The photograph used in T01732 was taken by John Hilliard in the early summer of 1972, on Hampstead Heath (below Kenwood) near its point of entry from Millfield Lane. The walking man is Gavin Charlton-Brown, the girl is his wife, and the running man is Dr Howard Swatland. Like the photographs in T01731, this one was taken with a Yashicaflex twin lens reflex camera. Hilliard had worked out in advance what the figures should be doing in the photograph, and their positions relative to one another and to the other elements. The balloon was attached to a string, barely visible in the photograph, which the central figure held as he walked. On his camera’s square viewfinder, which was of the same format as each negative, Hilliard made a linear grid which divided it into nine equal squares. The elements that appear in T01732 had to fall simultaneously into the correct positions in the five of these compartments that made up a rectilinear cross. Twelve exposures were made, from which one picture (with the most satisfactory conjunction of elements) was selected for use.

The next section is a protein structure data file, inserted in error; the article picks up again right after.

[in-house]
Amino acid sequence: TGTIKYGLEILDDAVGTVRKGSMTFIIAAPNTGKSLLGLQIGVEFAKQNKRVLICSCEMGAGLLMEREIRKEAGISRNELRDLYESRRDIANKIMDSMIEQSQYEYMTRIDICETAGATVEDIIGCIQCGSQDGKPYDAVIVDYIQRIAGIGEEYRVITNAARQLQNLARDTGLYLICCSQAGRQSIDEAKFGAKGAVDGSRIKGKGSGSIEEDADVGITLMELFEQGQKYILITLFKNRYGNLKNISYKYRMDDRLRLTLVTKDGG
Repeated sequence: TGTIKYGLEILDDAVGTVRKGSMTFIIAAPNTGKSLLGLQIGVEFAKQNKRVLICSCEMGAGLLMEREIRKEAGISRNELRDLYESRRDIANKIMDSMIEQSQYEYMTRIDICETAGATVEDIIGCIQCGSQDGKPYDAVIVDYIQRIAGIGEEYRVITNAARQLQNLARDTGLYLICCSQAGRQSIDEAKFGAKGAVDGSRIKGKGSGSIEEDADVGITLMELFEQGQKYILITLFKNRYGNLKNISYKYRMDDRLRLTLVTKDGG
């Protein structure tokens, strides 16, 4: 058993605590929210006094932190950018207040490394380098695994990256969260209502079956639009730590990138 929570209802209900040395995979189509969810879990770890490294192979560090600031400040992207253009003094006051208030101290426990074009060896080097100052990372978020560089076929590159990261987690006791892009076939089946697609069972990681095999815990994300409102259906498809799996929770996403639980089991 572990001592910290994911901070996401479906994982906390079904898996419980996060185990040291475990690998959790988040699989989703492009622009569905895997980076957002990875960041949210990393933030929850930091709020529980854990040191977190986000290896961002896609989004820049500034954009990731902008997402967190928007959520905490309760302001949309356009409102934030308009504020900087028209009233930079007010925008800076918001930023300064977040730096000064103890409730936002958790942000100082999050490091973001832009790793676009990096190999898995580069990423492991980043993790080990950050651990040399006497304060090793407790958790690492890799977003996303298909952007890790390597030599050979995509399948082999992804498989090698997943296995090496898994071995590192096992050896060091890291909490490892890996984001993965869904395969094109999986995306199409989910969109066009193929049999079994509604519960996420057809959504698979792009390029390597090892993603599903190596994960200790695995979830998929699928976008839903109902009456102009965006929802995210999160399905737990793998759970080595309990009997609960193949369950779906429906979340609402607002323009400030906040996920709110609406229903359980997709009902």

In his ‘Notes from 1972’, published in the catalogue of the 1973 Critic’s Choice exhibition cited above, Hilliard wrote:
‘Photographs make assertions in reference to putative locations, durations and events, usually involving the artist. The requisite reading of the asserted information is inferred by the (art) context of the photographs, and by support information such as descriptive texts or captions.’
‘This accompanying material is instrumental in determining the percipient’s response to the image. Similarly, the meaning of the presented image may be affected by the addition (or subtraction) of adjacent parts within a total available picture area (from which first the camera, then the enlarger, make selections). In both instances interpretation is conditioned by the presence (or absence) of supplementary data.’